Nida Dar had a productive season with Sydney Thunder in Women Big Bash League, picking up 13 wickets at 16.92. She became the first Pakistan woman to have played in a foreign league, and her experience at the WBBL should stand her in good stead for this tournament. She is already the leading wicket taker for the country with 92 wickets, and just two games away from joining a select group to have made 100 T20I appearances for Pakistan. Bismah Maroof is the only Pakistan batter to score more than 2000 runs, while her 11 half-centuries are more than any player from Pakistan has managed in the format
What would be a success at the tournament?
Pakistan continue to develop, but as with developing sides, consistency proves elusive. Successes against weaker opponents have been aplenty, and they have run stronger teams close; wins against South Africa and West Indies in the past twelve months is testament to that. Progress beyond the group stages would count as a very successful tournament for Pakistan, while should they win against any side in addition to Thailand, they’d be well within their rights to term it a very respectable campaign.
Alastair Cook would prefer no County Championship to a less ‘meaningful’ shortened season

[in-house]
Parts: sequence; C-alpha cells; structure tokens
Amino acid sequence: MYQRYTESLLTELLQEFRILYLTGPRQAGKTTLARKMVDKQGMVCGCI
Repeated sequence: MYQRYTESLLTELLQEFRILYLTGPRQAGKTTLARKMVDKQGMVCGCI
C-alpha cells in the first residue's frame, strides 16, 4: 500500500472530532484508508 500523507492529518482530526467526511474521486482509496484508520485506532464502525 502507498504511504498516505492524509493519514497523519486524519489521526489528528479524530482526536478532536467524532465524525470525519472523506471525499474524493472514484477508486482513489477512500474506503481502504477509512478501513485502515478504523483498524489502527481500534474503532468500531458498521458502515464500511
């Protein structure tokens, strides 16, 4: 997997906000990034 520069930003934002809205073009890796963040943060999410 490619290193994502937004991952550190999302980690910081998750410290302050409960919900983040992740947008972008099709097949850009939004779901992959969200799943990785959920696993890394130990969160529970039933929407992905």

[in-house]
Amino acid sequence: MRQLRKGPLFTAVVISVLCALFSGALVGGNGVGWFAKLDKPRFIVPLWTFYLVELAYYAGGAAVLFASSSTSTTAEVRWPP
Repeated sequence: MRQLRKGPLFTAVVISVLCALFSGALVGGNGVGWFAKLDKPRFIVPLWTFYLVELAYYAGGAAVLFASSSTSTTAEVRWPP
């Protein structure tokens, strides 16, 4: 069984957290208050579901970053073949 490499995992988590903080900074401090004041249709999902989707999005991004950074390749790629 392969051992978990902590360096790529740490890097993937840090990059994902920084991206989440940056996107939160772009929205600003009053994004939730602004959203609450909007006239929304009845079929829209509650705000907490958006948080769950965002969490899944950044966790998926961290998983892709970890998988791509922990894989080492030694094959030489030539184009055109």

Former England captain Alastair Cook has said that he would prefer a season without the County Championship to playing a greatly reduced version of the competition.
The first seven rounds of Championship cricket have already fallen victim to the COVID-19 (novel coronavirus) pandemic, with the ECB announcing last week that no professional cricket will be played before May 28.
When it is possible to resume playing, chief executive Tom Harrison has made clear that the more lucrative domestic competitions will be prioritised, meaning the T20 Blast and the Hundred would take precedence over the Championship.
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That means there could be limited time in which to play the Championship, and Cook – who won the competition in 2017 and 2019 with Essex – said that he would rather wait a year to defend the title than have to do so in an abbreviated season.
“In this year, over the next six months, the bigger picture is the most important,” Cook told BBC Radio 5 Live.
“Whatever happens, if we do play any sort of cricket which hopefully we will, what I hope is that they don’t try and have a six-game County Championship or something like that. I would rather have one or two full tournaments, because if you do then play that tournament or two tournaments it is so much more rewarding to win it.
“If there is not time for a meaningful County Championship, say [you can only play] three or four games, there is probably not much sense us having it.
“I would rather concentrate on two full tournaments than saying: ‘We have four tournaments that we need to play, let’s get them all in even if we have to shorten them.’ I think you would rather have two tournaments played full length so there is meaningful cricket at the end of it.”
Previously, Essex’s chief executive Derek Bowden had suggested that “there is an opportunity to be creative with the schedule”, raising the possibility of playing a regional four-day competition instead of attempting a Championship season.